Monday, October 13, 2008

Should You Get a Flu Shot?

Influenza—the fancy word for the flu—is an infectious respiratory disease, caused by a virus, that can be really dangerous to at-risk groups, including the older people, infants and people with chronic diseases. Flu and bacterial pneumonia—a common complication of flu—each year send 200,000 people to hospitals in the United States and cause on average 36,000 deaths.

Immunizations usually help individuals avoid the flu, but public health officials are concerned that this season, people may be reluctant to be inoculated. That’s because last year’s circulating virus strains did not match up with the vaccine, so more people came down with the flu.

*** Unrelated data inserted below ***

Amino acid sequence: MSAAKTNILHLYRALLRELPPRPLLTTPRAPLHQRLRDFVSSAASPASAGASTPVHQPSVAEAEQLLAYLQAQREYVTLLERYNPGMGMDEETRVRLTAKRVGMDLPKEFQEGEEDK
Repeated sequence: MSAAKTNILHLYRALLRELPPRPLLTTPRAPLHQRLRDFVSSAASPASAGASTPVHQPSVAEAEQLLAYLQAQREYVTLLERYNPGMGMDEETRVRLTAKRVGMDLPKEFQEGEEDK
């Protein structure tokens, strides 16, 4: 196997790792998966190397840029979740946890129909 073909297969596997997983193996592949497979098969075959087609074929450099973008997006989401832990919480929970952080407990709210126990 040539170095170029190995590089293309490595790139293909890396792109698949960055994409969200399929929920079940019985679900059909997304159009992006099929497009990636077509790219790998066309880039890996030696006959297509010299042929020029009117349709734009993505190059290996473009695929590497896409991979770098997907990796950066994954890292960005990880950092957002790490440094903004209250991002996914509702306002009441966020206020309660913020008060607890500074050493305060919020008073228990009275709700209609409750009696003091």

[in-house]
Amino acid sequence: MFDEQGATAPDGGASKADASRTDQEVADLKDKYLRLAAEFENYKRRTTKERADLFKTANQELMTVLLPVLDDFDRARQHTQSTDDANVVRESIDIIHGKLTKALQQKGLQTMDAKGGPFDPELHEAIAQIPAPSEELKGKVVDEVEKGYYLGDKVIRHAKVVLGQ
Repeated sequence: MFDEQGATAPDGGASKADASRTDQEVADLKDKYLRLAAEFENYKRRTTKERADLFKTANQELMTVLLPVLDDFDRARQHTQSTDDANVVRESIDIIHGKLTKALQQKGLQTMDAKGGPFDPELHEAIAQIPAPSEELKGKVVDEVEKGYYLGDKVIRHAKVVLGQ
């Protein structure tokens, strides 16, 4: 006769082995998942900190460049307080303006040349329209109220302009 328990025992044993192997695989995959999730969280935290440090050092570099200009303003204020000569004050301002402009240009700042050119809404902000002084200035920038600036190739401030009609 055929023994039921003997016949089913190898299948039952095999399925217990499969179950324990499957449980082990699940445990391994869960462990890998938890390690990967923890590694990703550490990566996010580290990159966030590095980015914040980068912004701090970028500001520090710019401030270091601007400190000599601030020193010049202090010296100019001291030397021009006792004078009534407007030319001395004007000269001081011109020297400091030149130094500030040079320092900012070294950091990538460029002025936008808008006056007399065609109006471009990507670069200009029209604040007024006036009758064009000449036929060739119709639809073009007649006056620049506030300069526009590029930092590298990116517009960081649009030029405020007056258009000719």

Vaccine formulations are determined each year by scientists who look at the dominant strains in the Southern Hemisphere. In February they recommend the three viruses that are most likely to strike the United States in the next flu season. Usually one or two strains are used from the previous year’s vaccine. But this year’s formulation is “unprecedented,” says Anthony S. Fauci, M.D., director of the National Institute of Allergy and Infectious Diseases (NIAID), because the vaccine has been manufactured with three new strains.

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